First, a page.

Sign up ×
Stack Overflow is a community of 4.7 million programmers, just like you, helping each other. Join them; it only takes a minute:

Is division by zero possible in the following case due to the floating point error in the subtraction?

float x, y, z;
if (y != 1.0)
    z = x / (y - 1.0);

In other words, is the following any safer?

float divisor = y - 1.0;
if (divisor != 0.0)
    z = x / divisor;
share|improve this question
For the second code you posted - do you mean: if (y != 1.0)? – jrd1 Oct 10 '12 at 18:01
It both results in the same (I assume you meant divisor != 0.0f, different might be with something like y = 13.0f-12.0f; (y-1.0f) could work – SinisterMJ Oct 10 '12 at 18:01
I believe these are the same. And yes, never check equality with floating-point numbers: y != 1.0 is off-limits. – ev-br Oct 10 '12 at 18:02
Why are you checking for exactly 0.0 (or 1.0)? If y - 1.0 is small enough or x is big enough you will get inf even for a divisor != 0, so it doesn't help prevent that and it would probably be easier to check for inf after the division then working out when the division will give you infinity. So even if both codepaths are identical, it doesn't make any difference for the safety. – Grizzly Oct 10 '12 at 18:07
Note that 1.0 isnt a float -- it's a double – John Dibling Oct 10 '12 at 18:15

3 Answers 3

up vote 3 down vote accepted

This will prevent you from dividing by exactly zero, however that does not mean still won't end up with +/-inf as a result. The denominator could still be small enough so that the answer is not representable with a double and you will end up with an inf. For example:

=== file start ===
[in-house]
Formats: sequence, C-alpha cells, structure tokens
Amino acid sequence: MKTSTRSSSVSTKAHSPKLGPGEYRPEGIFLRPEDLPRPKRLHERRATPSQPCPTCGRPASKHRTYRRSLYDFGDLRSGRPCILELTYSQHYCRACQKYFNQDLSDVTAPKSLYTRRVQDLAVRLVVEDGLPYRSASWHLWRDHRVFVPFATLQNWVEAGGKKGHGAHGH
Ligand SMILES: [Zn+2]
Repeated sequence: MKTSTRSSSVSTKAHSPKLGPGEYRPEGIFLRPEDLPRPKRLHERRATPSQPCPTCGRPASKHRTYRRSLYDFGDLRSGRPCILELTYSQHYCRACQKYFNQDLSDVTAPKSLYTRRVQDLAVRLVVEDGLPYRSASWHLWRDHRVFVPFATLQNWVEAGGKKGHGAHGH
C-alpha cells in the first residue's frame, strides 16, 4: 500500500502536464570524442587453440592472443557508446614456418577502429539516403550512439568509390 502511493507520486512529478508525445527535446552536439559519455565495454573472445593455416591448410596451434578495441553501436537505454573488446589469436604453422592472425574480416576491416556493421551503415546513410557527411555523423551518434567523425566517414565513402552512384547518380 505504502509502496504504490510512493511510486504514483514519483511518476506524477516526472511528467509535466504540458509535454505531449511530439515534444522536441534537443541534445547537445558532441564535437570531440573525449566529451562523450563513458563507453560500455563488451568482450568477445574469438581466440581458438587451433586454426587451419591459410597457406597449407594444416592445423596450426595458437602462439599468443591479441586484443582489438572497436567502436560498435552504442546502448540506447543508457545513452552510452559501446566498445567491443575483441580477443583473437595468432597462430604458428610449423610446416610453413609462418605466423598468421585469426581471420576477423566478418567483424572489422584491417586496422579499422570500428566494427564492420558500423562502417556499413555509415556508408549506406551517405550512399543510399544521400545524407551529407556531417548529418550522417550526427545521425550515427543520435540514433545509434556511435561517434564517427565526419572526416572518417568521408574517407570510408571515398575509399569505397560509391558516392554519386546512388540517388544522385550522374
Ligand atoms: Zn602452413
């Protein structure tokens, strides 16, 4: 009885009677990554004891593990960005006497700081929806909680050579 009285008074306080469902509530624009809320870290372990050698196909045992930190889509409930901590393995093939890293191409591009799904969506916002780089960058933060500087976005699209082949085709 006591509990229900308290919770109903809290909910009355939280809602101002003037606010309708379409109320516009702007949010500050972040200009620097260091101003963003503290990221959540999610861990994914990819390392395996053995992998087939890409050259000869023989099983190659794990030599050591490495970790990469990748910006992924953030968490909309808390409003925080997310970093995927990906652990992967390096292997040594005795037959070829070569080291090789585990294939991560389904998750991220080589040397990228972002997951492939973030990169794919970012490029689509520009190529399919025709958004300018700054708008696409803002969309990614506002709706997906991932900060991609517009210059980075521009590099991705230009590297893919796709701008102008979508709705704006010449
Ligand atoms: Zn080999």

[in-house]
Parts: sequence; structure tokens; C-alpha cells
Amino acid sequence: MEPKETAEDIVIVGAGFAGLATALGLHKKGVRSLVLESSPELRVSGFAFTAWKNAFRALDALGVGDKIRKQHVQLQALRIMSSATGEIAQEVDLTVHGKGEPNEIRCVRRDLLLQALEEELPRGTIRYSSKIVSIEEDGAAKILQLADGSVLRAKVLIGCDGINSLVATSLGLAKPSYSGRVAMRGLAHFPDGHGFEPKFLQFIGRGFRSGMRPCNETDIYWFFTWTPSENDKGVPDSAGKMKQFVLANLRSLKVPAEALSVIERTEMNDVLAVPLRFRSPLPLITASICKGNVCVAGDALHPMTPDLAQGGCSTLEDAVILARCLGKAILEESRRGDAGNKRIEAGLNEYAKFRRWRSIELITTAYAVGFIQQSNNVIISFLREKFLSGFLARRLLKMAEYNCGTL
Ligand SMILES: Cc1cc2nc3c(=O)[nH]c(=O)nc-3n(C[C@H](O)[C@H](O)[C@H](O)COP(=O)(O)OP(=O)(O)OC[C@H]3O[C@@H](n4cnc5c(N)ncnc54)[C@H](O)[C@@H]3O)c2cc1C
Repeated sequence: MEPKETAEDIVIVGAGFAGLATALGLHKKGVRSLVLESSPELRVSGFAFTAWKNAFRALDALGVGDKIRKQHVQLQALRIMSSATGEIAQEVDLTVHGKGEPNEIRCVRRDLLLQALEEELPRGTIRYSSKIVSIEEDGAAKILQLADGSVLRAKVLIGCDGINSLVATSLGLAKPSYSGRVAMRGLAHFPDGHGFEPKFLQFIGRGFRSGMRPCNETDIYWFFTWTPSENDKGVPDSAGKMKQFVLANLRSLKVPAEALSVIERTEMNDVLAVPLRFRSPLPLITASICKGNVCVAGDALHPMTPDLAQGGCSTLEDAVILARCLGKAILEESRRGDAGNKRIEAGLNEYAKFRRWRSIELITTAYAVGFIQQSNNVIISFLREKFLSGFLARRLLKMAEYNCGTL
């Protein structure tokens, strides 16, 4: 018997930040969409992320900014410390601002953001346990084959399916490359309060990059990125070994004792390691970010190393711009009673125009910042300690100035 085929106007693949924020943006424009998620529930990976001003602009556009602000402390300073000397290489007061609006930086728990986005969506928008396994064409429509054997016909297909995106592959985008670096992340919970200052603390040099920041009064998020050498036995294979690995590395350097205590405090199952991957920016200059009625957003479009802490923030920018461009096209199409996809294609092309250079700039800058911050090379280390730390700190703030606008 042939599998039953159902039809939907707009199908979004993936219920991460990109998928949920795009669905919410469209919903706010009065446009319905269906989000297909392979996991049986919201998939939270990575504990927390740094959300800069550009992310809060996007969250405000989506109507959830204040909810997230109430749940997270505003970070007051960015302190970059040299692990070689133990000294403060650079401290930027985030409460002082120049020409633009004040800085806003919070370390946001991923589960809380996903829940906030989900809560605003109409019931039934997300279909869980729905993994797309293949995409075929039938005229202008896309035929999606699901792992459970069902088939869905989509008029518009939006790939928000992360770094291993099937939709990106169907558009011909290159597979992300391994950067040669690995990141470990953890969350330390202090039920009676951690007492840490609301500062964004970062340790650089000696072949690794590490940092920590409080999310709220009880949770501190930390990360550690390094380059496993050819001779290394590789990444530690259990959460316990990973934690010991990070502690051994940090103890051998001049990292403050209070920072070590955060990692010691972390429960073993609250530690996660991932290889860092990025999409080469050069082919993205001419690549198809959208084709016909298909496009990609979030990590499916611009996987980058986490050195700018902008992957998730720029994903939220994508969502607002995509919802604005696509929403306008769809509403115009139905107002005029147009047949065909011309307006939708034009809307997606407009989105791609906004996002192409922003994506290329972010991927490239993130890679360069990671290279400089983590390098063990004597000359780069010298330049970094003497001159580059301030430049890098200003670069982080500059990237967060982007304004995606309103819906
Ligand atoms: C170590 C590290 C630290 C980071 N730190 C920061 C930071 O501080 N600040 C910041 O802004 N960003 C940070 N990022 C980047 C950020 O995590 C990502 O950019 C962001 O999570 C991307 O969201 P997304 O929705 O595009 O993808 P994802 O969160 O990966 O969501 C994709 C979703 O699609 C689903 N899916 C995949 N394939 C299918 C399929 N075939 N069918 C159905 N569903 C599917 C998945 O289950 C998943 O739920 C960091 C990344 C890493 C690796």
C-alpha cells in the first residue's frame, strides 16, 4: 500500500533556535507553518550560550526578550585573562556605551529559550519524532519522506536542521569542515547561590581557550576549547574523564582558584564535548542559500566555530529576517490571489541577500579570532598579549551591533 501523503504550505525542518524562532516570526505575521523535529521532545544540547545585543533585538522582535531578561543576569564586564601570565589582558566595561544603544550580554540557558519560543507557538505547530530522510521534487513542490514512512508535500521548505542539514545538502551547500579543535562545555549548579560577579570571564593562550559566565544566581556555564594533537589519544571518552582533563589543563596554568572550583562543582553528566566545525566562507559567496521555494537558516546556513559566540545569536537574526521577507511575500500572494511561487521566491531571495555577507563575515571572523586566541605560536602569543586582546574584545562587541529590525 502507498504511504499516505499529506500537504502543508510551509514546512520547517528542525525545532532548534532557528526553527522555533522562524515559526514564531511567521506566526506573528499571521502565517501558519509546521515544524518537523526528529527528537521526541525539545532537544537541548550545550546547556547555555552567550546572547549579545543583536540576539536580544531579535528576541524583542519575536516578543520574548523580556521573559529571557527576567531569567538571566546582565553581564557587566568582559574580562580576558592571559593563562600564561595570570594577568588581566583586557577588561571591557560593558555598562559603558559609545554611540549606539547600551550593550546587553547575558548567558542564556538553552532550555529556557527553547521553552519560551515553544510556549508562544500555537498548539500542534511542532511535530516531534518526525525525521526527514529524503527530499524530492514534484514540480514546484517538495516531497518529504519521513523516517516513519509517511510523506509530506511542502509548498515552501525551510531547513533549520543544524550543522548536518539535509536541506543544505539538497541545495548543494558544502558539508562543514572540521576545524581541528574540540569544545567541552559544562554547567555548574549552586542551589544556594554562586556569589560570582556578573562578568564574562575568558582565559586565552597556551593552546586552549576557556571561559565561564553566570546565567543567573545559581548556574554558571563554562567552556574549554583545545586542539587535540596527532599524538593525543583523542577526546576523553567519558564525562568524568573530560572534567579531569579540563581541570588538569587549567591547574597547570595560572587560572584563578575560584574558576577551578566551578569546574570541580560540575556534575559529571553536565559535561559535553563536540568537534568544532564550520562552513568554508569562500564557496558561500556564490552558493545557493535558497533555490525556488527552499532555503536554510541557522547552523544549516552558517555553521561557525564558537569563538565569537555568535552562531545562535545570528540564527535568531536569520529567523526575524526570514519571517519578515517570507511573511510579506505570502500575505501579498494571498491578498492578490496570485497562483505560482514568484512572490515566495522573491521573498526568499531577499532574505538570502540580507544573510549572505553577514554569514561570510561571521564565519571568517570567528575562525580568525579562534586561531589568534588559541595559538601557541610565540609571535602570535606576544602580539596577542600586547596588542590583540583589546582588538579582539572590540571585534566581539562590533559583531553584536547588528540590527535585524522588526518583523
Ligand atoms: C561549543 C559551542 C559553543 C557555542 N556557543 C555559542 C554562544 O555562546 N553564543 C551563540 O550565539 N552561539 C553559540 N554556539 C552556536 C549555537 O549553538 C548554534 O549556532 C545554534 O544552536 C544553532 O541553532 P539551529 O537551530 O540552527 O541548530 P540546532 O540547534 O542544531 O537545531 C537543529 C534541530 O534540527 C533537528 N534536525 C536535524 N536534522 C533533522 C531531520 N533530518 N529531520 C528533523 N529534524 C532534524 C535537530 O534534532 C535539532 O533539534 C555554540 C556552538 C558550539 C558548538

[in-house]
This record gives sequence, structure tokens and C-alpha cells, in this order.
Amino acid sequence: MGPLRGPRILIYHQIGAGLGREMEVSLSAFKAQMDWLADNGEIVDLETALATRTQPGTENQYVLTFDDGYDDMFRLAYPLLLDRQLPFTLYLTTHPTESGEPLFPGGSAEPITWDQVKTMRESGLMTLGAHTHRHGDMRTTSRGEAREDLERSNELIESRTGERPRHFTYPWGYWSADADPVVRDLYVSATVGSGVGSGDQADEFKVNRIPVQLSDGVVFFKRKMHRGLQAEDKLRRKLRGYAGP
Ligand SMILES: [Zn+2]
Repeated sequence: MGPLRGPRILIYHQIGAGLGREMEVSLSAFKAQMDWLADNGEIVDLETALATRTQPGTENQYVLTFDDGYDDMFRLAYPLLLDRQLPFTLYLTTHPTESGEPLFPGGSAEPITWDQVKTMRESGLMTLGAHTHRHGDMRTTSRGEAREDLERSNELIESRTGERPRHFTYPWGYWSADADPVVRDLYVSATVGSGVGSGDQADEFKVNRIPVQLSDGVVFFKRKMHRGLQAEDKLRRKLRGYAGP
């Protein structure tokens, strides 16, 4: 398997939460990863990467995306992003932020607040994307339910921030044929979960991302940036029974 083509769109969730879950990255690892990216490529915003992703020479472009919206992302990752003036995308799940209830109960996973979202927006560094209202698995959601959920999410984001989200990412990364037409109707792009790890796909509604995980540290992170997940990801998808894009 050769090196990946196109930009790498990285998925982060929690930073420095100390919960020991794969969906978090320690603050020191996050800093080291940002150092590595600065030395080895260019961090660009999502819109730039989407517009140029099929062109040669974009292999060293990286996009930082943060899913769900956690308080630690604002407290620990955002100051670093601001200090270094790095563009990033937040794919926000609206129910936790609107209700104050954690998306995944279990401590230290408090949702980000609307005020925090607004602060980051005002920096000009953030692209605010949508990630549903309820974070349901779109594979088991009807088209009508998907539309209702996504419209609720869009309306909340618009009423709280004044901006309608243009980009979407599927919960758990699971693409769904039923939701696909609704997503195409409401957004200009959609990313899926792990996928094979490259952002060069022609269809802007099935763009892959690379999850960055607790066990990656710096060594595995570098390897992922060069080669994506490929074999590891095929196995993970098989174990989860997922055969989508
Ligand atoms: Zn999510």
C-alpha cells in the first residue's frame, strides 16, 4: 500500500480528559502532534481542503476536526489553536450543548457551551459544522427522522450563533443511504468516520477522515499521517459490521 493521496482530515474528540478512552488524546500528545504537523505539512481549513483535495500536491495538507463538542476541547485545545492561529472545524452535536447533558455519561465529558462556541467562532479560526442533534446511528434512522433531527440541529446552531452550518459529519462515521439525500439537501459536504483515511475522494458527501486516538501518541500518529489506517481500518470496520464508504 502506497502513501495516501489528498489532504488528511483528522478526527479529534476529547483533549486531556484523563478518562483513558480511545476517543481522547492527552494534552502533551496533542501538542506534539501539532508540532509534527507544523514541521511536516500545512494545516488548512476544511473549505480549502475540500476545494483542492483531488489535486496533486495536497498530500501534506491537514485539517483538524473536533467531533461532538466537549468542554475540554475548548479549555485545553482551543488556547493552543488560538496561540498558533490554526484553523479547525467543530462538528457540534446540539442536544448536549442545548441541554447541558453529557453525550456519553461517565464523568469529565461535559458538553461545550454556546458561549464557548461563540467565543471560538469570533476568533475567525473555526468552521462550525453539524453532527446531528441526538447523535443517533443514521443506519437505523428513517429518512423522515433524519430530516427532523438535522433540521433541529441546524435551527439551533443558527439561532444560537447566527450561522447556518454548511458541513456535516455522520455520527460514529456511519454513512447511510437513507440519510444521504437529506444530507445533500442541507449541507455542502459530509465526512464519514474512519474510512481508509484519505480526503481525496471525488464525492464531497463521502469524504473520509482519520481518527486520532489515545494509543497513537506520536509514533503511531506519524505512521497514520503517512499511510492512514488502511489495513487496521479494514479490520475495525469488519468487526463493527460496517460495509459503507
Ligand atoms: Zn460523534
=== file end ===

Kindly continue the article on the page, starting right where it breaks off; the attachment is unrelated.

#include <iostream>
#include <limits>

int main(int argc, char const *argv[])
    double small = std::numeric_limits<double>::epsilon();
    double large = std::numeric_limits<double>::max() / small;
    std::cout << "small: " << small << std::endl;
    std::cout << "large: " << large << std::endl;
    return 0;

In this program small is non-zero, but it is so small that large exceeds the range of double and is inf.

share|improve this answer
y - 1 can't ever be denorm_min(), the smallest it can be is -epsilon()/2, and it won't be infinity. – kennytm Oct 10 '12 at 18:27
@KennyTM That is a good point. The answer could still be inf if the numerator is large enough though. I'll update my answer. – David Brown Oct 10 '12 at 18:31

Assuming IEEE-754 floating-point, they are equivalent.

It is a basic theorem of FP arithmetic that for finite x and y, x - y == 0 if and only if x == y, assuming gradual underflow.

If subnormal results are flushed to zero (instead of gradual underflow), this theorem holds only if the result x - y is normal. Because 1.0 is well scaled, y - 1.0 is never subnormal, and so y - 1.0 is zero if and only if y is exactly 1.0, regardless of how underflow are handled.

C++ doesn't guarantee IEEE-754, of course, but the theorem is true for most "reasonable" floating-point systems.

share|improve this answer

There is no difference between the two code snippets () - in fact, the optimizer could even optimize both fragments to the same binary code, assuming that there are no further uses of the divisor variable.

Note, however, that division by a floating point zero 0.0 does not result in a run-time error, but produces an inf or -inf instead.

share|improve this answer
I wouldn't bet on compilers doing any apparently "obvious" transformations on floating point calculations, at least not without being asked to with special command line flags. Floating point arithmetic is very tricky. For example, it's not associative and GCC respects that. – delnan Oct 10 '12 at 18:18

Your Answer


By posting your answer, you agree to the privacy policy and terms of service.

Not the answer you're looking for? Browse other questions tagged or ask your own question.